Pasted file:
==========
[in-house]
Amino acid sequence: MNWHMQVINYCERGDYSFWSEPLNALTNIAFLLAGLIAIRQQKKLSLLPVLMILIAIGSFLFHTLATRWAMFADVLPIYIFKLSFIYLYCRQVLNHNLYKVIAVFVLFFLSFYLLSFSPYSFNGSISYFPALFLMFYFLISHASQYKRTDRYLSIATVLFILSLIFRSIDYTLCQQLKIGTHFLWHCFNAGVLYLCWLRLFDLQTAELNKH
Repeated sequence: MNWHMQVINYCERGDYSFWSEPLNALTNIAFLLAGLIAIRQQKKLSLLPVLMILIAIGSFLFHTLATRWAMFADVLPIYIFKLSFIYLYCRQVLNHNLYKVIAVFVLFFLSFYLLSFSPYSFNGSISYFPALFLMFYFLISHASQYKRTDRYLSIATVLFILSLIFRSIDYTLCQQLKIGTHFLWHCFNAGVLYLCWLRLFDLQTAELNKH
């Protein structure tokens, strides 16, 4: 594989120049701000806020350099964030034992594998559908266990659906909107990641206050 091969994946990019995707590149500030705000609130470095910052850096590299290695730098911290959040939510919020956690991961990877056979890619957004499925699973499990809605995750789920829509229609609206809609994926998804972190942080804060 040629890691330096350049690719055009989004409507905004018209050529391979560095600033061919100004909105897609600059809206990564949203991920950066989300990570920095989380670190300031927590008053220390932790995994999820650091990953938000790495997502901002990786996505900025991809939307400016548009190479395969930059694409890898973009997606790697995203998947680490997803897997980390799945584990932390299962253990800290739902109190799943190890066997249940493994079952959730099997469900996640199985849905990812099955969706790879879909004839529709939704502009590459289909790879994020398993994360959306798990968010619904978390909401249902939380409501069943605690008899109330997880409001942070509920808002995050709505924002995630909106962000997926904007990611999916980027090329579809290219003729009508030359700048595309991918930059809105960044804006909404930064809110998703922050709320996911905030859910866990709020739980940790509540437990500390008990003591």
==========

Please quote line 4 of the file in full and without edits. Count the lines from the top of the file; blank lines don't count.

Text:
């Protein structure tokens, strides 16, 4: 594989120049701000806020350099964030034992594998559908266990659906909107990641206050 091969994946990019995707590149500030705000609130470095910052850096590299290695730098911290959040939510919020956690991961990877056979890619957004499925699973499990809605995750789920829509229609609206809609994926998804972190942080804060 040629890691330096350049690719055009989004409507905004018209050529391979560095600033061919100004909105897609600059809206990564949203991920950066989300990570920095989380670190300031927590008053220390932790995994999820650091990953938000790495997502901002990786996505900025991809939307400016548009190479395969930059694409890898973009997606790697995203998947680490997803897997980390799945584990932390299962253990800290739902109190799943190890066997249940493994079952959730099997469900996640199985849905990812099955969706790879879909004839529709939704502009590459289909790879994020398993994360959306798990968010619904978390909401249902939380409501069943605690008899109330997880409001942070509920808002995050709505924002995630909106962000997926904007990611999916980027090329579809290219003729009508030359700048595309991918930059809105960044804006909404930064809110998703922050709320996911905030859910866990709020739980940790509540437990500390008990003591």